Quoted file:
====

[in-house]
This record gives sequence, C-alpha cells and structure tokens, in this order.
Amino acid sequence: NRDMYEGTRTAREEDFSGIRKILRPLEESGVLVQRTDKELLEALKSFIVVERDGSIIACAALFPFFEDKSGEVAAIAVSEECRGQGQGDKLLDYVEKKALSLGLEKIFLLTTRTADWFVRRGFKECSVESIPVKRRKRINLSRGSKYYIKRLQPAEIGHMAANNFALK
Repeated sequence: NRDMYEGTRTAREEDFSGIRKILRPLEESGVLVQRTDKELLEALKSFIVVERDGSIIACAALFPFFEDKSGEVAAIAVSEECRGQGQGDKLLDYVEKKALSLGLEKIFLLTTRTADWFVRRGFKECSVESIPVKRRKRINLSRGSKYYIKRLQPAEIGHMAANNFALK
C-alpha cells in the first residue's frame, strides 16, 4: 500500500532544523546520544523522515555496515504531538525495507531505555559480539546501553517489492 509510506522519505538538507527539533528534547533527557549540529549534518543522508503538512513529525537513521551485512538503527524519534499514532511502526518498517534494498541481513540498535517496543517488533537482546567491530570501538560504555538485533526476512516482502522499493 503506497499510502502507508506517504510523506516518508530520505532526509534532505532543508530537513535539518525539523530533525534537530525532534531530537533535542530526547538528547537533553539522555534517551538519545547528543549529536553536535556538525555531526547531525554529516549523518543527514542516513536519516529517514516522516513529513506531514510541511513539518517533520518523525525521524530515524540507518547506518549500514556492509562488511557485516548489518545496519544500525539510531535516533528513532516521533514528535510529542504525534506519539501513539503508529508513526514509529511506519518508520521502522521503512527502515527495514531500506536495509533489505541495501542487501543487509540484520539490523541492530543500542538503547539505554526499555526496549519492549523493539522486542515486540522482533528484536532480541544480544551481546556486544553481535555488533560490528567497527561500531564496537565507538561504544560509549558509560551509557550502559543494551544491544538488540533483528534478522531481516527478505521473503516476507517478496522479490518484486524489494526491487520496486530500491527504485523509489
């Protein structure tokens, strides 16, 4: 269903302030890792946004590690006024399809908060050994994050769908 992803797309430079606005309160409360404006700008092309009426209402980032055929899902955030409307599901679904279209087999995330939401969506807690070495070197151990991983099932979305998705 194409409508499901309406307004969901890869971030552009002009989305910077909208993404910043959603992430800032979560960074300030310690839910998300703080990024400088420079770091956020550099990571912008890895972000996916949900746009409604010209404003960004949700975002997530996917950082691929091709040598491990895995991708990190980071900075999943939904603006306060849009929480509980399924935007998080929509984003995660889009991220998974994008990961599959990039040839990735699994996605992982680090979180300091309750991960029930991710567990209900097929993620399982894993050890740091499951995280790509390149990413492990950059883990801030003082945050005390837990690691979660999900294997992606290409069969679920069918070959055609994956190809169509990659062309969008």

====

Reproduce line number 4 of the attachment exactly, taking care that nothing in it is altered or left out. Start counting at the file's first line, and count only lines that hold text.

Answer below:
Repeated sequence: NRDMYEGTRTAREEDFSGIRKILRPLEESGVLVQRTDKELLEALKSFIVVERDGSIIACAALFPFFEDKSGEVAAIAVSEECRGQGQGDKLLDYVEKKALSLGLEKIFLLTTRTADWFVRRGFKECSVESIPVKRRKRINLSRGSKYYIKRLQPAEIGHMAANNFALK